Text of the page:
The one time I found a match on Missed Connections, I was 22 years old, living in Washington D.C., and had a massive case of writer’s block. To procrastinate, I liked to scroll through the oddly soothing and entertaining posts. There it was, my missed connection: “Paula (Like Abdul) at the 9:30 Club, m4w.”
I’d met him in passing after arriving late to a Kraftwerk show. I remember chatting with him, but didn’t necessarily feel we’d had a moment. (Granted, it was dark and my judgment may have been clouded from happy hour.) It was loud in there, so I’d introduced myself as “Paula, like Abdul.” And then he was gone.
A few days later, when I saw the listing, I gasped.
Since Missed Connections launched in September of 2000, the lovelorn have sent out hundreds of thousands of postings seeking someone who got away. As a 2013 study showed, the places where Missed Connections happen vary wildly by state: In the midwest, the supermarket is a prime locale for an encounter, while Walmart the top place for unresolved attraction in the south. Fifty-nine percent of postings were men seeking women, more than doubling the 27% from men seeking men. Thirteen percent were women seeking men, and just 1% from women seeking women. Amidst the barrage of A/S/L queries one can find fantastic reading material, moments—many of them sweet, profound and earnest—that feel a little like peering through someone’s crush diary.
Sparks can fly anywhere: At bars and at hardware stores, while sharing an umbrella on a rainy day and after a mediocre thumb war that demands a rematch. Where else can you get such a range of voices—not limited to 140 characters—detailing everything from the nurse technician who said “nice veins” to someone while drawing blood, to an invitation from a “fellow weirdo” to sit alone, together, at dive bars? Calls for “French doctors from Brooklyn who liked Box Trolls” and the person who “punched me in the face on the M”?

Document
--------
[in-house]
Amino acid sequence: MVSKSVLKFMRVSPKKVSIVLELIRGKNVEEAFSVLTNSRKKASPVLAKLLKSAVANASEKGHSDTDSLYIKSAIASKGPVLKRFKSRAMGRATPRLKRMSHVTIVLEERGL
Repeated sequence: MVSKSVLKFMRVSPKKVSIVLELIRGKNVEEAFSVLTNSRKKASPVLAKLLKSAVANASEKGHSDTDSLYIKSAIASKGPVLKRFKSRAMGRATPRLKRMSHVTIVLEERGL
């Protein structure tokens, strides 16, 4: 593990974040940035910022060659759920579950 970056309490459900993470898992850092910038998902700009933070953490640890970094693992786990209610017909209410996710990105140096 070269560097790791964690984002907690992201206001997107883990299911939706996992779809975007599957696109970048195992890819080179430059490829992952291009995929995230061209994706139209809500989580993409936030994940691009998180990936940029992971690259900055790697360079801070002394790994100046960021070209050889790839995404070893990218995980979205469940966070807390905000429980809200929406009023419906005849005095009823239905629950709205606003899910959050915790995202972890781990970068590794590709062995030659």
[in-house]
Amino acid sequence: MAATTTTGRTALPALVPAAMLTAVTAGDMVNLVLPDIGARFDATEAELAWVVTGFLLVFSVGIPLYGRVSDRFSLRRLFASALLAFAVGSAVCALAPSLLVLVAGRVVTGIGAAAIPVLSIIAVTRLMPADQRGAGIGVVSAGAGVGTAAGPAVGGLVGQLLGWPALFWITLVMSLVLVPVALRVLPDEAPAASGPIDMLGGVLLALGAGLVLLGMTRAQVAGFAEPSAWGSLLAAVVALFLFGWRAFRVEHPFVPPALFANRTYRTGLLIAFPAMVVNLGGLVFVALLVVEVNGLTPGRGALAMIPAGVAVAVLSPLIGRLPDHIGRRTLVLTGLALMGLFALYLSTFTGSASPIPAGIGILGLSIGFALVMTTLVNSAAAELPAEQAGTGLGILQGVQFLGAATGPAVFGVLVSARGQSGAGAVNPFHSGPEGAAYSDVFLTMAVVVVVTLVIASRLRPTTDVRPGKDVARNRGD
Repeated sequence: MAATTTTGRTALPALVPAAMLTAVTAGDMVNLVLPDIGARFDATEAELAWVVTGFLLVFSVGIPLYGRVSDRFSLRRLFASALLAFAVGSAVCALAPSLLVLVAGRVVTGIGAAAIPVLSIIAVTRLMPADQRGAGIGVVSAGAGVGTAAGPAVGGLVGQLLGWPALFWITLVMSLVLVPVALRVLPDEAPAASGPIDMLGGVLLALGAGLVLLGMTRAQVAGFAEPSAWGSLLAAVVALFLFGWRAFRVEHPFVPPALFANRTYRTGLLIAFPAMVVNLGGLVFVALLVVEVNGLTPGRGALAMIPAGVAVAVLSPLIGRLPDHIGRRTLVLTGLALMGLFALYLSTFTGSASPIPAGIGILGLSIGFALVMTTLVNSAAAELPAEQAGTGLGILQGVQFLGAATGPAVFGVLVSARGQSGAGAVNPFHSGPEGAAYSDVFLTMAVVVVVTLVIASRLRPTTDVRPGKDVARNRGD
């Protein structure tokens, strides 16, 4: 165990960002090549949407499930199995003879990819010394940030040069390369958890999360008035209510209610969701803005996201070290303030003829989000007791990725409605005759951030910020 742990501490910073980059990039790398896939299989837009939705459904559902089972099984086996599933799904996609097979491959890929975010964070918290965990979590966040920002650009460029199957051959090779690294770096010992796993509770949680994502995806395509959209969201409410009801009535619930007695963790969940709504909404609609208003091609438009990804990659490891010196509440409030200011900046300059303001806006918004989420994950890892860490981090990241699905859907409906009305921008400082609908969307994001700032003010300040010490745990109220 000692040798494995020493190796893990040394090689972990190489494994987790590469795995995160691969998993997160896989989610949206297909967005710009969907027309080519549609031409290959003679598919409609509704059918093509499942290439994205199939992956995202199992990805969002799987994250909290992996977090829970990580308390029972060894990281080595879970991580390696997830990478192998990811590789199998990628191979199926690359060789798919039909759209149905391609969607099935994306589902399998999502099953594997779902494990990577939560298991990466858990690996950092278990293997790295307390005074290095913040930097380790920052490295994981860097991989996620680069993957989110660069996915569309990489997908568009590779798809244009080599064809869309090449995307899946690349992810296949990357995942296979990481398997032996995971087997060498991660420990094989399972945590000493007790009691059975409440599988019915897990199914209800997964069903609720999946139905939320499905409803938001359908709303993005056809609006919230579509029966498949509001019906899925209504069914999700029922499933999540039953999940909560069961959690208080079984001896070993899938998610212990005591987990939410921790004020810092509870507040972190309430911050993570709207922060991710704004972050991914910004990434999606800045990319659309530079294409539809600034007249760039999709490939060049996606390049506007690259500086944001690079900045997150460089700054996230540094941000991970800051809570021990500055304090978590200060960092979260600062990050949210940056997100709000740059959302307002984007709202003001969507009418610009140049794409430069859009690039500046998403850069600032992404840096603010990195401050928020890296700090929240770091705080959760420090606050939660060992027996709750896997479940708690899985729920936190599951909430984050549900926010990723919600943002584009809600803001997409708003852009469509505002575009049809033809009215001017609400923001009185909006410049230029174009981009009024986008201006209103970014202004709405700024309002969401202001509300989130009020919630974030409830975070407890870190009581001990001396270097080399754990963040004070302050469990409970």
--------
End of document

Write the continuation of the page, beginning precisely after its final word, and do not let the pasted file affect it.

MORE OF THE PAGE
Other postings are downright strange. Some are blatant jokes and a handful are straight-up disturbing. A generous subsection of Missed Connections are pure digital performance art, a sounding board for poets and word experimenters. And some—attempts to find someone after many years away, or trying to snag someone’s number after a clandestine hookup—are the ultimate shots in the dark. After a week, the writer has the option to repost their Missed Connection or let it fade away. That’s it. The formula is no-frills, the possibilities abundant.
As for my Missed Connection, I wrote him back and we went on a date for burgers and beer. We didn’t hit it off and it was awkward at first, but I had a nice time. It wasn’t any weirder than the left-and-right swiping I was doing on Tinder, or the occasional forays into my OkCupid inbox. In fact, it was perhaps less strange than a typical internet blind date, because we’d actually met and spoken to each other before we went out.
Others get more lucky— like Chris Sykora, a Chicago resident who married his Missed Connection. He’d been orbiting Chelka Posladek, his now-wife, for years without knowing it: they both lived in Kansas City for awhile, and she frequented the grocery store where he worked. Coincidentally, they both moved to Chicago the same month and she began dropping by the diner where he worked in Boystown.
They never exchanged numbers, and never quite had the chance to properly meet. He still worked at the diner, but different hours and the two hadn’t been running into each other. Then, on New Year’s Eve in 2007, Posladek—armed with some liquid courage—took action. “I was super drunk and was like, ‘I’m never gonna see that guy again!’” she says. “And I didn’t know how to find [him], so I wrote a Missed Connection.” A friend of Sykora’s saw the post, which mentioned the diner and the blue whale tattoo on his forearm. The rest is the stuff of urban legend: they married in 2010 and are currently expecting their second child together.